When I run old school D&D, I use a group-based perception system. You can find an old version of it on this blog, and versions in both the Necrocarcerus house rules document and Into the Depths, but here's a summary that doesn't require you to click somewhere else:
Every object has a concealment score (obvious objects have a concealment score of 0), ranging from 1 to infinity, with most hidden objects being between 3 and 10. The party as a whole has a base or passive perception score equal to the number of PCs in it.
This is their base capability to notice things as they move along in an orderly fashion. It represents them looking around for potential points of interest or danger, but not interacting with or examining things in detail. It requires no time or actions spent to observe the world around them at this level.
If the PCs stop moving and start examining the area around them, they roll a d6 and add it to the base perception score. Typically this kind of search requires a turn.
If the party's perception score equals or exceeds the concealment score of the objects, they discover the object once they come in sight of it (which is usually limited by the availability of light).
If the PCs are broken up into small groups, then each sub-group has a passive perception score equal to the number of PCs in it. If only a few PCs stop to examine things, then that's a sub-group as well, but they still add a d6 roll onto the sub-group's score as they actively search.
Hirelings, retainers, pets, etc. don't contribute to this score unless the specific specialty skill that they were hired for is spotting things, like a tracker dog or something.
These are the mechanics that slot into a larger process. That process is actually split down the middle. The initial phase is that of passive observation as PCs move. This passive observation is interrupted when they encounter various obvious objects in the space around them (furniture, architectural features, creatures, etc.).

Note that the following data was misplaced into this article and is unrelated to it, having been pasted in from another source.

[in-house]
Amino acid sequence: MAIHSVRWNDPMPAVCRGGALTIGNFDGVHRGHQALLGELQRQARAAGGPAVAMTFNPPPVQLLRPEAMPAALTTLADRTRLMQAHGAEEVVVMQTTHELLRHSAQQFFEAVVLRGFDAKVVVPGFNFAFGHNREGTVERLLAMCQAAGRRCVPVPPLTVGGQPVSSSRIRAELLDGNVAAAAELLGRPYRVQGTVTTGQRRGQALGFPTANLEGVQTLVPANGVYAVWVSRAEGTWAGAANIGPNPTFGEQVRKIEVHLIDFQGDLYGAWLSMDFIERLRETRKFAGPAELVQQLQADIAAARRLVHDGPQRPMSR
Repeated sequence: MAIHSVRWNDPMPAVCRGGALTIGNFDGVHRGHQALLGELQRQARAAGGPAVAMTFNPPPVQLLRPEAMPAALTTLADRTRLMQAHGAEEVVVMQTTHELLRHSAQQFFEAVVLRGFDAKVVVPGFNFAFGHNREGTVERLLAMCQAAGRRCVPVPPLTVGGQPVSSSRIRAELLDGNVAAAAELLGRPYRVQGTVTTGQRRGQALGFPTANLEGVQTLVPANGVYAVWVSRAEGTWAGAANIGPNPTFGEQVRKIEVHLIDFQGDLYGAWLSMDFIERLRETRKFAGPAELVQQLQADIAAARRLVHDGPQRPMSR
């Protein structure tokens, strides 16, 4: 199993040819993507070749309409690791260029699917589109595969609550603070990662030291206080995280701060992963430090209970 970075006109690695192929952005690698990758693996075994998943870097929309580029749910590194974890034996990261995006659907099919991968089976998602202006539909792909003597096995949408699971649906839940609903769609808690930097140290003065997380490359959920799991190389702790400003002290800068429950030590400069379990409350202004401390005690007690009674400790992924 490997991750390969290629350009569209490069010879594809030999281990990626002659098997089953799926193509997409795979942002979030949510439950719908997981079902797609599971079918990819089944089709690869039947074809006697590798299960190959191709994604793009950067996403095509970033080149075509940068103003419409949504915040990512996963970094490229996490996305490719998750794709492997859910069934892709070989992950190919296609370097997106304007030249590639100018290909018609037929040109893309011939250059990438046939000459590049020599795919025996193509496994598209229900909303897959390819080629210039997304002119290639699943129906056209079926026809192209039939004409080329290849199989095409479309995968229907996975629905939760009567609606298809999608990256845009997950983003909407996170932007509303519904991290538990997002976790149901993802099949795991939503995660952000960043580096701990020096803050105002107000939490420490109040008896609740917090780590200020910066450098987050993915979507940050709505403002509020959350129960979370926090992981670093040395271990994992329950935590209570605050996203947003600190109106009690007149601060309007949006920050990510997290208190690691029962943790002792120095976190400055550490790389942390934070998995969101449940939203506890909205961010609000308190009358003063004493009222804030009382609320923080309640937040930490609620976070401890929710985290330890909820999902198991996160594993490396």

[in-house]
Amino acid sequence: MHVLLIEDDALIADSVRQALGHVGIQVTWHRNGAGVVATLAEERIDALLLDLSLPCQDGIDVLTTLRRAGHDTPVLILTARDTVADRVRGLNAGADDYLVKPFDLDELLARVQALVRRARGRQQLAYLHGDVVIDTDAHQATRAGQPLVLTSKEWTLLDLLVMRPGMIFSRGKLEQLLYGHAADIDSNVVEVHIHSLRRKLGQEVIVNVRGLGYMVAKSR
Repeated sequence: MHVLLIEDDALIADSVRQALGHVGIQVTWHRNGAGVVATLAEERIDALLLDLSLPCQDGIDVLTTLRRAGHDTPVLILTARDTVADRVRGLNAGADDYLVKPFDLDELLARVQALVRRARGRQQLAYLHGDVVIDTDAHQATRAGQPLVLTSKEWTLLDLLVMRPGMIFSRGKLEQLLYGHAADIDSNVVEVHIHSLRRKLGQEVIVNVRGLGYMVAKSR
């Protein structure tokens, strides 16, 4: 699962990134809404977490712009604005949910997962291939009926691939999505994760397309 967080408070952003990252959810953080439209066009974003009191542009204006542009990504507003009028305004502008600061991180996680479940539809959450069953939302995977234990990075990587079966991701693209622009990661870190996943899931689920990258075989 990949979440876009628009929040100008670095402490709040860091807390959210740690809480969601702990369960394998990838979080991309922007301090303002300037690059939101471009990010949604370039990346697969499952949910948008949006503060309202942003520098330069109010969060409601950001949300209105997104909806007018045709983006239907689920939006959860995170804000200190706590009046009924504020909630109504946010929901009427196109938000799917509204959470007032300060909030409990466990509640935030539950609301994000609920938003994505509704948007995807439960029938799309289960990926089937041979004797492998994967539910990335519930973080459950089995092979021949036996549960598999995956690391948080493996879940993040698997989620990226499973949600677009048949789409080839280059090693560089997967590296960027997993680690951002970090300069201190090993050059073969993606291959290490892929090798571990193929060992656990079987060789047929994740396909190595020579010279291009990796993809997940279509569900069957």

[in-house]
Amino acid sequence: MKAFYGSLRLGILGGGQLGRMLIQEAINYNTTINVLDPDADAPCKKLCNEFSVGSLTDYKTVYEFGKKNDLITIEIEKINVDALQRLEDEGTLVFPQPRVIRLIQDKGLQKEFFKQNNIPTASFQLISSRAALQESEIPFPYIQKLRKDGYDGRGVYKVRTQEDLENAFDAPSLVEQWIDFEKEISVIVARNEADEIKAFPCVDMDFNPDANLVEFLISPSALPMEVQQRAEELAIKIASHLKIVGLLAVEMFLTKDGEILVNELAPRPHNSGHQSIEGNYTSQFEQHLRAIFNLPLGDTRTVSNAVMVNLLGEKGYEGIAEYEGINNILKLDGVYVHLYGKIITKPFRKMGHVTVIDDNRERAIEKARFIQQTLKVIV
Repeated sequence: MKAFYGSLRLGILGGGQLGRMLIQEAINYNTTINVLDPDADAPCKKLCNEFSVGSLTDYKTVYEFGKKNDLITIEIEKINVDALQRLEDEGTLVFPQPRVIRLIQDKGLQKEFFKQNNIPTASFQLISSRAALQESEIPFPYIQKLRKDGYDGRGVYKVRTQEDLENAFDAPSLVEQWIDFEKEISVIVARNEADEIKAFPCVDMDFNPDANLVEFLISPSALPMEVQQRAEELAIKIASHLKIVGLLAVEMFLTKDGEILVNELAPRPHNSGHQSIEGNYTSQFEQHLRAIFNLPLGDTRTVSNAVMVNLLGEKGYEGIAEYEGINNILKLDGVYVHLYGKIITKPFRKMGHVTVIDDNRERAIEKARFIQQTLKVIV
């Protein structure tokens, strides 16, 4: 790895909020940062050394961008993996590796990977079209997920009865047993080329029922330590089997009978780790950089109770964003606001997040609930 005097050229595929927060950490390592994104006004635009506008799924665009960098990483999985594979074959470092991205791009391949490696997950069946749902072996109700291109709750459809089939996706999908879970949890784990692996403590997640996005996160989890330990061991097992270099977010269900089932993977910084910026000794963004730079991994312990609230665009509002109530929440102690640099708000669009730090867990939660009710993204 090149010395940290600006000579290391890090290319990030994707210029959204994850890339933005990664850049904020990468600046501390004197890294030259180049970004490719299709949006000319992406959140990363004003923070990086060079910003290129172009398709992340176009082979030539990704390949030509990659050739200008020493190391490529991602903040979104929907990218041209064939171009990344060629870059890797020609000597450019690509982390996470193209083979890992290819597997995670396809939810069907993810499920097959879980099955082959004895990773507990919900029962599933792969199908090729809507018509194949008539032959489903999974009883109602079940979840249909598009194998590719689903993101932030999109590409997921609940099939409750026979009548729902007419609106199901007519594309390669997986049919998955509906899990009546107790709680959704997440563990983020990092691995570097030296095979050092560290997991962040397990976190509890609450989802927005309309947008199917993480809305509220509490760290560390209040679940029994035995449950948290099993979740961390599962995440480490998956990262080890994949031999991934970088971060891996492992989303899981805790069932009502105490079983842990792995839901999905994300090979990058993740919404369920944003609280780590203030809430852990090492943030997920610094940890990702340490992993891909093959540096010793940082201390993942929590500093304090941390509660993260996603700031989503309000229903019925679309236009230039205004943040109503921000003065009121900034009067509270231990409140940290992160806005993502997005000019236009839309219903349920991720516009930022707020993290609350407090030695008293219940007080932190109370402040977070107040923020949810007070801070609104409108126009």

Then, instead of immediately allowing PCs to roll for actively searching an area, I stage the "roleplaying" element where they can interact with and examine the objects. That involves them making specific statements that clearly indicate what and how they are examining something. "I check under the bed", "I cast detect magic and examine the room for auras", "I bang on the walls and listen for echoes", "I cut open the monster's stomach".
If a PC describes something that should reveal the hidden item or object, then it simply does, no roll required. This is their reward for clever ideas. It doesn't matter if it has a concealment score they could never reach numerically, if they luck into or deduce how to find it, they do.
Eventually, I bring this phase to a conclusion when the PCs run out of obvious ideas (it can be very quick sometimes if they're stumped). At that point, they can invoke the active search rule and spend the turn. But that's it. Once they get whatever they're getting out of active searching, they're done and can't find anymore stuff until the situation changes somehow.
The combination of benefits and restrictions here is surprisingly effective at pushing players to at least come up with a few ideas about how they're searching, and it prevents them from just spending a turn and actively searching an area instead of doing any sort of description of how they do it. I recommend attempting it in one's own games if one does not already.